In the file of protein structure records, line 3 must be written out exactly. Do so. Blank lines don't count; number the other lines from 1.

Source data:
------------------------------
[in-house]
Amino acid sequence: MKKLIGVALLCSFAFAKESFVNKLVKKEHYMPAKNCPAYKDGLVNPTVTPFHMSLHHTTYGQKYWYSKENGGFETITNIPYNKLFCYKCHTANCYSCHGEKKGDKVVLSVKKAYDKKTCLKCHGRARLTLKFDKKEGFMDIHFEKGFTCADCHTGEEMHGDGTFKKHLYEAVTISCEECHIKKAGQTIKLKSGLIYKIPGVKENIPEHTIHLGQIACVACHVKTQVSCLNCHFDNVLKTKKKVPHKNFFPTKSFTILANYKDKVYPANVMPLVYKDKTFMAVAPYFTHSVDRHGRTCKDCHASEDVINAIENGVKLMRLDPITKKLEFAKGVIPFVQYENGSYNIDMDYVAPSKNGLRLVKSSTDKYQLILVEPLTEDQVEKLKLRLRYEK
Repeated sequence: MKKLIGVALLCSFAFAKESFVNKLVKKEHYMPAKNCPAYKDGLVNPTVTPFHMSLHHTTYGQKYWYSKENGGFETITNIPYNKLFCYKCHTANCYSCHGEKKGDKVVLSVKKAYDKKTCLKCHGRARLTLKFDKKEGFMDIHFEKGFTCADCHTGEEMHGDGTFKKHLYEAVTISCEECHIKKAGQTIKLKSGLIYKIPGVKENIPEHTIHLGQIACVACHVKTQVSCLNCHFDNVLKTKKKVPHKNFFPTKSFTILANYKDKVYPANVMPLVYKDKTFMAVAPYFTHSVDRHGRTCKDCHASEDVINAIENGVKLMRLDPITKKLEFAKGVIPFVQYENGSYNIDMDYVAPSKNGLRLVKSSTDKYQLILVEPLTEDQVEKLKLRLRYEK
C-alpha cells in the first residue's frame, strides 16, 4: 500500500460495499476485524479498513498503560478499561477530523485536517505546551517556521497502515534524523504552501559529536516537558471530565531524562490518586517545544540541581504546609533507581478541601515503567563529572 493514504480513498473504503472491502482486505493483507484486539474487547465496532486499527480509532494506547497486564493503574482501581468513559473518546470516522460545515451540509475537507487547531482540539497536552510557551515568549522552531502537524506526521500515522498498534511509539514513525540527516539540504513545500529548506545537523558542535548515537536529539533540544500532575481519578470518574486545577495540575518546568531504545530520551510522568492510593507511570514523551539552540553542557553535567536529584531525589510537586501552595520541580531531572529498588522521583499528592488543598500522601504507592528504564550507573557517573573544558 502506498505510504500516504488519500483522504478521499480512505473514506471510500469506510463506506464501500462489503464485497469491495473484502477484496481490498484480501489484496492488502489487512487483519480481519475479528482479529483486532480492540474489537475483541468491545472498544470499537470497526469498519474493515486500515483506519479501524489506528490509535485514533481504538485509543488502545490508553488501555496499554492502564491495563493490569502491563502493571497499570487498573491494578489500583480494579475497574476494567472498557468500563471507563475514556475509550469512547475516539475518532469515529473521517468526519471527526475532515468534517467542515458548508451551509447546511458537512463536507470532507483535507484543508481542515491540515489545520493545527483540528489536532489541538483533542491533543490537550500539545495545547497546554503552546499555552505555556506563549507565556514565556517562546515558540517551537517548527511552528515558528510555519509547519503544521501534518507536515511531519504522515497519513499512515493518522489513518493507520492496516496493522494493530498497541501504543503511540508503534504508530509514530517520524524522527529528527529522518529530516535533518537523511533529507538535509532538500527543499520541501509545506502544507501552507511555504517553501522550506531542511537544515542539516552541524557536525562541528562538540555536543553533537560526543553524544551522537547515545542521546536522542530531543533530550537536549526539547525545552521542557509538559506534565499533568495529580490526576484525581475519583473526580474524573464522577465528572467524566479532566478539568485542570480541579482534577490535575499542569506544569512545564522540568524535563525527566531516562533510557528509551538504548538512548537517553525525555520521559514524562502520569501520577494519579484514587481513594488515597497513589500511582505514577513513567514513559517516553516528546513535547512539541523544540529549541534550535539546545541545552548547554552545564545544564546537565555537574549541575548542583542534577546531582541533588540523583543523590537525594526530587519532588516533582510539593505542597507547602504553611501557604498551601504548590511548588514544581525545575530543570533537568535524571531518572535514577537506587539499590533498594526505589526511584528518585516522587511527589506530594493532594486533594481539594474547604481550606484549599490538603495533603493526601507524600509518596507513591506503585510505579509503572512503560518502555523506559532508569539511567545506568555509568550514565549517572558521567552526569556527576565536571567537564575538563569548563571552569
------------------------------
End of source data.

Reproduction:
Repeated sequence: MKKLIGVALLCSFAFAKESFVNKLVKKEHYMPAKNCPAYKDGLVNPTVTPFHMSLHHTTYGQKYWYSKENGGFETITNIPYNKLFCYKCHTANCYSCHGEKKGDKVVLSVKKAYDKKTCLKCHGRARLTLKFDKKEGFMDIHFEKGFTCADCHTGEEMHGDGTFKKHLYEAVTISCEECHIKKAGQTIKLKSGLIYKIPGVKENIPEHTIHLGQIACVACHVKTQVSCLNCHFDNVLKTKKKVPHKNFFPTKSFTILANYKDKVYPANVMPLVYKDKTFMAVAPYFTHSVDRHGRTCKDCHASEDVINAIENGVKLMRLDPITKKLEFAKGVIPFVQYENGSYNIDMDYVAPSKNGLRLVKSSTDKYQLILVEPLTEDQVEKLKLRLRYEK